National Board for Wildlife (NBWL)
- National Board for Wild Life is a “Statutory Organization” constituted constituted by the Central Government under Section 5A of the Wildlife (Protection) Act, 1972 (WLPA).
- It is India’s top-level advisory body to government on matters pertaining to wildlife conservation, particularly within Protected Areas.
- Theoretically, the board is “advisory” in nature and advises the Central Government on framing policies and measures for conservation of wildlife in the country.
- It is an apex body and has power to review all wildlife-related matters and approve projects in and around national parks and sanctuaries.
- The NBWL is chaired by the Prime Minister and its vice-chairman is union Minister of Environment and forest.
- The full board is supposed to meet at least once a year under the Chairmanship of the Prime Minister.
Composition of NBWL
- It has 47 members including the Prime Minister. Among these, 19 members are ex-officio members. Other members include three Members of Parliament (two from Lok Sabha and one from Rajya Sabha), five NGOs and 10 eminent ecologists, conservationists and environmentalists.
- Every new government constitutes a new board, based on the provisions of the WLPA, with the new PM as the chair.
Indian Board for Wildlife (IBWL) and National Board for Wildlife (NBWL)
- National Board for Wildlife (NBWL) is a statutory Board constituted on 22nd September 2003 under Section 5 of the Wild Life (Protection) Act, 1972.
- During 1952, the Government of India had constituted an advisory body designated as the Indian Board for Wildlife (IBWL) due to the rapid decline in wildlife population,
- The Indian Board for Wildlife was chaired by the Prime Minister.
- Since its inception, twenty-one meetings have been convened and several important decisions relating to conservation of wildlife has been taken by the Board.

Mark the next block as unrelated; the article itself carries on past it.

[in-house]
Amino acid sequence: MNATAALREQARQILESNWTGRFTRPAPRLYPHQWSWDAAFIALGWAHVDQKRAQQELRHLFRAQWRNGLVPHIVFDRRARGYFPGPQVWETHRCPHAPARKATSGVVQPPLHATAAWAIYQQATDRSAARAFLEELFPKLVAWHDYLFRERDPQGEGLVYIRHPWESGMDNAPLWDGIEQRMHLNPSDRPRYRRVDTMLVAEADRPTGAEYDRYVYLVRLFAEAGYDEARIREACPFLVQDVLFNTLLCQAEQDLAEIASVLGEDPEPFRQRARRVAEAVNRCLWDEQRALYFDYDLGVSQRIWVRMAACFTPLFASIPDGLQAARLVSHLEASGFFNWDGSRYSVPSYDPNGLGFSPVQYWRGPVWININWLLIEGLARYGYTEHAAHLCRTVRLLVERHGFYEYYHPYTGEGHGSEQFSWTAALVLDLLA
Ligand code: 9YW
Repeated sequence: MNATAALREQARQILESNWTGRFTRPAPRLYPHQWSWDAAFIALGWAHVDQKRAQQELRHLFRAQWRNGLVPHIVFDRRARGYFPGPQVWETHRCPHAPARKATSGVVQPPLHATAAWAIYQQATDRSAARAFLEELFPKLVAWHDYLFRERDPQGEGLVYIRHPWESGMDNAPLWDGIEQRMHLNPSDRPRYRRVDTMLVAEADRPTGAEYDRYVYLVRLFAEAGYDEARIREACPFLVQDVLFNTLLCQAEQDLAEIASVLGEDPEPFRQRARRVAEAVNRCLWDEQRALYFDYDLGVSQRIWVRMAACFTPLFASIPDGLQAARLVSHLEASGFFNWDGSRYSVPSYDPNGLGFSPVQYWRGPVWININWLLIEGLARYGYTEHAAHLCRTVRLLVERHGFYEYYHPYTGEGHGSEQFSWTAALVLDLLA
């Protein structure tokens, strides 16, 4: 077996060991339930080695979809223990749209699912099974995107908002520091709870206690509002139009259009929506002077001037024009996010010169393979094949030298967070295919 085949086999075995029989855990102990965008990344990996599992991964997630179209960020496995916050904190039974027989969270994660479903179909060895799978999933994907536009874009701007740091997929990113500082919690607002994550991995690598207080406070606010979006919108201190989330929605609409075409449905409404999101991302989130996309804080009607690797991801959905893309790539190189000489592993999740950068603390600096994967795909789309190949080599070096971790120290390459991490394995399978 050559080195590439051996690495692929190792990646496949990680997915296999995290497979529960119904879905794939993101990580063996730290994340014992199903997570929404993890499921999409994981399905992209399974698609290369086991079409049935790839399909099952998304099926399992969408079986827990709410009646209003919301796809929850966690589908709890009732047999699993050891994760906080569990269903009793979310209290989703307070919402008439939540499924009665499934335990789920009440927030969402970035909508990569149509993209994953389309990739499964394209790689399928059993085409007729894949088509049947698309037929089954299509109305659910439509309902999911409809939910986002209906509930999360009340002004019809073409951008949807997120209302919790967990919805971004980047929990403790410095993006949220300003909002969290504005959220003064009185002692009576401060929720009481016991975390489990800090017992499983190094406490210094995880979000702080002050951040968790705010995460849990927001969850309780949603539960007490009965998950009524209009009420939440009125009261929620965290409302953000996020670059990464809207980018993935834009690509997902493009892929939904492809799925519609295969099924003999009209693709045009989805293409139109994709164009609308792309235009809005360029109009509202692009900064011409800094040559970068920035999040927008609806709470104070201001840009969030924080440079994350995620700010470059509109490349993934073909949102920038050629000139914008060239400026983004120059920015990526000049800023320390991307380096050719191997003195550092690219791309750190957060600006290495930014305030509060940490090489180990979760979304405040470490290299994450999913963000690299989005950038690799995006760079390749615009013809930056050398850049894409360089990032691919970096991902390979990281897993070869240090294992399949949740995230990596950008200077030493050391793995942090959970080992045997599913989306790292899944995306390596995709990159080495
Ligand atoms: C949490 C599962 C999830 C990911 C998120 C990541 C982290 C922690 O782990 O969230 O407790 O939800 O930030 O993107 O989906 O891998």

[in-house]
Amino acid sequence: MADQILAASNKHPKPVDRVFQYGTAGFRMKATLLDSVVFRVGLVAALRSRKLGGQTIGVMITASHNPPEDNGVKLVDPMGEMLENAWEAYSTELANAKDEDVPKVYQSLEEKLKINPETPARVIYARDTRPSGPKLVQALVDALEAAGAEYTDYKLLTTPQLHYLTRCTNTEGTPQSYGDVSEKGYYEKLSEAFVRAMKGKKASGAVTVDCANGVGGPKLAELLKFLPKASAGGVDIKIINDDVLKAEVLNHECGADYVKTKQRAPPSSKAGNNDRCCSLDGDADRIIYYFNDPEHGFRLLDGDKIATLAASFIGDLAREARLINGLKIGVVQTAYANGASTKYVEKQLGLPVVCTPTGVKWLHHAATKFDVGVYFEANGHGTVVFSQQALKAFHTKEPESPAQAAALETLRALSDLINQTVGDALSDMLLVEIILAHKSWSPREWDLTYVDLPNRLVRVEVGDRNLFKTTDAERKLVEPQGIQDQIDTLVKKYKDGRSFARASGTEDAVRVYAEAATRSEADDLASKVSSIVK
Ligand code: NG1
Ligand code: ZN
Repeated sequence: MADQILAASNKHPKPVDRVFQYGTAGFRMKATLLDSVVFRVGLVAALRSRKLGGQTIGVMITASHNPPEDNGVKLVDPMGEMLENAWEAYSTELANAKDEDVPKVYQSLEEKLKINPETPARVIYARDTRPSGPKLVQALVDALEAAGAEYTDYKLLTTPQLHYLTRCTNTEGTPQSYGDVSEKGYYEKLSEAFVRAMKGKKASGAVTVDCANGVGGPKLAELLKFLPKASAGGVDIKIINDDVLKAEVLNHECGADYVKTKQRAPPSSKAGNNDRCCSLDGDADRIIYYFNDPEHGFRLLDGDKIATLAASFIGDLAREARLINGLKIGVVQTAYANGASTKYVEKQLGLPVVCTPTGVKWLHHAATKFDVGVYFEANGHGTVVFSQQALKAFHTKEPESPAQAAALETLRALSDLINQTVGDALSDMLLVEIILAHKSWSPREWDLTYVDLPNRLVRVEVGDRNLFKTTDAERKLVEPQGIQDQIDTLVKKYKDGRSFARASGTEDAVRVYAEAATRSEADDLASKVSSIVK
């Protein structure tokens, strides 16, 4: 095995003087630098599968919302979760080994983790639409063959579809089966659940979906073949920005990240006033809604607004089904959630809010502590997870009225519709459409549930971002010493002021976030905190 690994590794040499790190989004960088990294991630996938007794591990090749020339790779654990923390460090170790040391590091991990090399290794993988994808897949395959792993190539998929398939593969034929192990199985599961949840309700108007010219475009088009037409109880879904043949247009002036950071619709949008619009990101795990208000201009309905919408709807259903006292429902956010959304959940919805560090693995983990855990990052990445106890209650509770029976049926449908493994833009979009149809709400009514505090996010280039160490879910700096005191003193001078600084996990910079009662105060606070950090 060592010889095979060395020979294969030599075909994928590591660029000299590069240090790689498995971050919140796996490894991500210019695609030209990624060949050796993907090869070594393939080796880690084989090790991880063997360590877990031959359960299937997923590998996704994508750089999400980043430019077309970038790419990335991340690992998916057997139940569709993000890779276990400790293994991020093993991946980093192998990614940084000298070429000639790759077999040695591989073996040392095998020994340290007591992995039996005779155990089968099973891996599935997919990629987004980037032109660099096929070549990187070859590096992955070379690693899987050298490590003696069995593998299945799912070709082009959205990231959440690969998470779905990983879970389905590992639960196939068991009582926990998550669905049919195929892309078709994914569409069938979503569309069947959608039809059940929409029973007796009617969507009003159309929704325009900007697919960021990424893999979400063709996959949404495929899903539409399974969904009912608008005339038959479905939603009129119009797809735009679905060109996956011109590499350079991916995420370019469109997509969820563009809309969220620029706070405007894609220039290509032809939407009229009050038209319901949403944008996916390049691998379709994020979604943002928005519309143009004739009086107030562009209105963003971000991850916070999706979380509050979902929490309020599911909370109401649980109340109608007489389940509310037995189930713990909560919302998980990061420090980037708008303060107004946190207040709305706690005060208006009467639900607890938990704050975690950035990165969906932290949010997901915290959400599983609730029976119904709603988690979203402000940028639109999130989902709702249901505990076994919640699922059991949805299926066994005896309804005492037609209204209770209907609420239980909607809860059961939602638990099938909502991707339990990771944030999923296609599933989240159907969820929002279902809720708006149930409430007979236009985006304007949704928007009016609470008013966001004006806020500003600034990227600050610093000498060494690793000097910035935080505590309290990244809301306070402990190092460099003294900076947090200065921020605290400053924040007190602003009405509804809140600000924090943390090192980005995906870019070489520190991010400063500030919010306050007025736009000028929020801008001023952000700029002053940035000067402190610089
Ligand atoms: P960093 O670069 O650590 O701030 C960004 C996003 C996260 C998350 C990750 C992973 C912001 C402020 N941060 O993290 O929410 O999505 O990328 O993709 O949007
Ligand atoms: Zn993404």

- During the 1970’s the Government of India appointed a committee for recommending legislative measures and administrative machinery for ensuring environmental protection.
- Accordingly, a comprehensive central legislation was enacted in 1972 called the Wildlife (Protection) Act for providing special legal protection to our wildlife and to the endangered species of fauna in particular.
- The Wildlife (Protection) Act, 1972 has been amended, the latest being in 2006.
- As per the amendment of the Act in 2002, a provision was incorporated for the constitution of the National Board for Wildlife, replacing the Indian Board for Wildlife.
The functions of NBWL
- Primary function of the Board is to promote the conservation and development of wildlife and forests.
- No alternation of boundaries in national parks and wildlife sanctuaries can be done without approval of the NBWL.
- Deal with Environment impact assessment
- Recommendation on the setting of areas like a national park and wildlife sanctuaries and decide all the activities under protected areas.
- Frame policies for the protection of wildlife and prevent illegal trade and poaching. For altering the tiger reserves state needs approval from this body.
- Publish a report on the state of wildlife in India.
- It has the power to review all wildlife-related matters and approve projects in and around national parks and sanctuaries.
- No alternation of boundaries in national parks and wildlife sanctuaries can be done without the approval of the NBWL.
Standing Committee of NBWL
- The National Board may, at its discretion, constitute a Standing Committee under sub-section (1) of Section 5B of the Wildlife (Protection) Act, 1972 (WLPA).
- The Committee shall consist of the MoEFCC in charge as Vice-Chairperson, Member Secretary and not more than ten members to be nominated by the Vice-Chairperson from amongst the members of the National Board.
- The WLPA mandates that without the approval/recommendation of the NBWL, construction of tourist lodges, alteration of the boundaries of PAs, destruction or diversion of wildlife habitat and de-notification of Tiger Reserves, cannot be done.
- Several proposals seeking statutory approvals for such projects come up before the Standing Committee.
- Every proposal requires to be submitted by the State Government in the approved format with complete details (maps, field assessments, alternatives explored).
- It must also contain the clear opinion of the officer in charge of a PA, the Chief Wildlife Warden and the State Government in consultation with the State Board for Wildlife.
- The Standing Committee will then have to consider such proposals in accordance with the provisions of the WLPA.
- The provisions of the WLPA is that
- No person can destroy wildlife or divert the habitat of any wild animal without a permit and no such permit can be granted unless it is considered necessary for improvement and better management of wildlife therein. Government projects also come within the ambit of this provision.